MOTI MAHAL - 8th FEBRUARY 2006
After a quick drink at my club, The Agency, I joined a chum who was in from California for supper.
He was in a high end mood and I had chosen MOTI MAHAL, a new upscale import from Delhi.
I usually find this sort of thing beyond vile like Benares, Tamarind and the truly odious Cinnamon club. But, I have to say this was a turn up for the books. I am not sure about the whole"let's shoehorn Indian food into a french format" schtick and the room was featurless and cold , but the cooking was really on point and its treatment of the dishes and respect for the ingredients was amongst the best I have tried in a long time
We arrived to an almost empty room, but to view a table set for a party of 32. We persuaded them to let us sit downstairs in the empty dining room away from the throng and things got better from there
a plate of perfunctory papads with passable chutneys appeared while we looked at the menu from which we chose
SHAMMI KEBABS - so rarely are these cooked correctly, soft melting insides with a crunchy crust. These were the best I have had in London, bar none! truly sublime.
SEA BASS - this was a beautifully marinated piece of fish. maintaining the delicate nature while benifitting from the spices. It has some non descript onion salad on top which added nothing
TAMDOOR LAMB CHOPS - probably among the best tandoor I have had in London. A suitable crunch and yet the meat was not tough, but was tender and the flavour permeated right through giving evidence to the length of marination.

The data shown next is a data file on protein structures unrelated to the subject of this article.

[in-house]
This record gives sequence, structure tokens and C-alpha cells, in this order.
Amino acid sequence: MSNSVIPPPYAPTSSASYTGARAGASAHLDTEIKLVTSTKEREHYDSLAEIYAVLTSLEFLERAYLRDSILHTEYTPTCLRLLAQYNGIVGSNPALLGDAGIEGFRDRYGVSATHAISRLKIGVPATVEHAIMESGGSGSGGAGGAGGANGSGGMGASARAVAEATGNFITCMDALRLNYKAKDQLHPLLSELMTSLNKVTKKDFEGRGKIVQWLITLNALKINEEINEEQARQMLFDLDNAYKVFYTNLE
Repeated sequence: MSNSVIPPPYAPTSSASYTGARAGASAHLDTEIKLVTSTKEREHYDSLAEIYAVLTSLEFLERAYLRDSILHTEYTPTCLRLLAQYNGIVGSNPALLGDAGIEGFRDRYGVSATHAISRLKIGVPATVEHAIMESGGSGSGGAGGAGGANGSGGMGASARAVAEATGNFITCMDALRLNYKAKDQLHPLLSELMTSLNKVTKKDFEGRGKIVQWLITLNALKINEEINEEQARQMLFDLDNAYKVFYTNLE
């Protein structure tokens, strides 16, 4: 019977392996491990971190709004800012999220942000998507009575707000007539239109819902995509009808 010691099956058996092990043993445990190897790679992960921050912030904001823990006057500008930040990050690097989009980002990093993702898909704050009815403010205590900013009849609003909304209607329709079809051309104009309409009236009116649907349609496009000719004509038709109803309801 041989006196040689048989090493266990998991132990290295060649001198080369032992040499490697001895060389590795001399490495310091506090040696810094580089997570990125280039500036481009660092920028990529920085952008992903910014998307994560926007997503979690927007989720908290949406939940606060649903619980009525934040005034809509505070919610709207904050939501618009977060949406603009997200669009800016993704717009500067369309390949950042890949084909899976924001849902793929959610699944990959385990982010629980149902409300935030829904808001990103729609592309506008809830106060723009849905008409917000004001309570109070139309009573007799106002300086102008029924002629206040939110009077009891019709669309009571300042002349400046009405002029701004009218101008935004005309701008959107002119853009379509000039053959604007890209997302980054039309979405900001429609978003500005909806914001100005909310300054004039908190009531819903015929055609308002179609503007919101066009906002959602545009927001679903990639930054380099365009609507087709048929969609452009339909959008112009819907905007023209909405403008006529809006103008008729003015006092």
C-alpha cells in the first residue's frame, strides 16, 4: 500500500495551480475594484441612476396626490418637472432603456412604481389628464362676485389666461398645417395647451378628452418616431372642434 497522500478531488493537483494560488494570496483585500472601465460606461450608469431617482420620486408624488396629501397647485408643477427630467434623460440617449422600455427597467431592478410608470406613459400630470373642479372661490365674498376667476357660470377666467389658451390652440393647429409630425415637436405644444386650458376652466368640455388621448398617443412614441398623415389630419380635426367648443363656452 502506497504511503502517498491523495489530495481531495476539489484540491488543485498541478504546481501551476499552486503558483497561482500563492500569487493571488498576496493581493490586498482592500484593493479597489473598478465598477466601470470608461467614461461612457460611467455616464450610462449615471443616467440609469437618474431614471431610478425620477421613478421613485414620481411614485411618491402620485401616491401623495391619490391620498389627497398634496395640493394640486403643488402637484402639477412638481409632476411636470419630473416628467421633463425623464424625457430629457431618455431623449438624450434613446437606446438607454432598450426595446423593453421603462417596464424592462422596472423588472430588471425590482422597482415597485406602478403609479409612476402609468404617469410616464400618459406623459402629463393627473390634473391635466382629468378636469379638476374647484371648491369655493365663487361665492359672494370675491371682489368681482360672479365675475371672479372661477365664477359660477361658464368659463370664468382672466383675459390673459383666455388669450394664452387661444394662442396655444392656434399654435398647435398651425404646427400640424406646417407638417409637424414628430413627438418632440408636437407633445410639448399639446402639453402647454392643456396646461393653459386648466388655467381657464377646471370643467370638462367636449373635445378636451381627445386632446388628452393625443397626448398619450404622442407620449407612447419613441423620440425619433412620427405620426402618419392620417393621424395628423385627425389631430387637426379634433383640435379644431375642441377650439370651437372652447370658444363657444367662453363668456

For the main courses we tried
BAIGAN BARTHA - eggplant with peas. I liked this and the fact that the peas were still al dente. The spicing was, however, very muted.
VENISON DUM KOORMA - cooked in a hydrebadi style in a sealed pot with rose petals. My friend identified the meat as being very dry and it lacked flavour. The sauce was good and redolent of the roses, but I do not think it was cooked with the meat
MURG MAHKNI - to all intents and purposes a butter chicken. Well done and better for use of the dark meat of the bird. The sauce was rich, if perhaps lacking in some spicing.
We had a paratha with the main courses and forewent rice.
I was not going to have dessert until they mentioned that they had RAS MALAI on the specials. How could I resist cottage cheese balls with condensed milk and pistachios? Very very good indeed.
My friend's dessert would have been a disaster had it just been the flavourless rock hard peach which never showed any sign of having been in the tandoor which the menu claimed. BUT and it is a big but, it was served with a welcome glop this is a technical term beloved of all proper foodies ) of Payesh, a rice pudding with pistachios and cardamon which was so good that the waitress brought us another bowl from the kitchen.
With a disappointing quinto de duoro (£23) and two bottles of sparkling water, the bill came to £112 for two including service which was charming and very amiable if not hugely knowledgable.
That's a lot to pay for an Indian meal, but, with cooking of this dexterity, it is well worth another visit as this is a kitchen that knows what it is doing which compared to a lot of its high end equivalents in London, is a rare treat.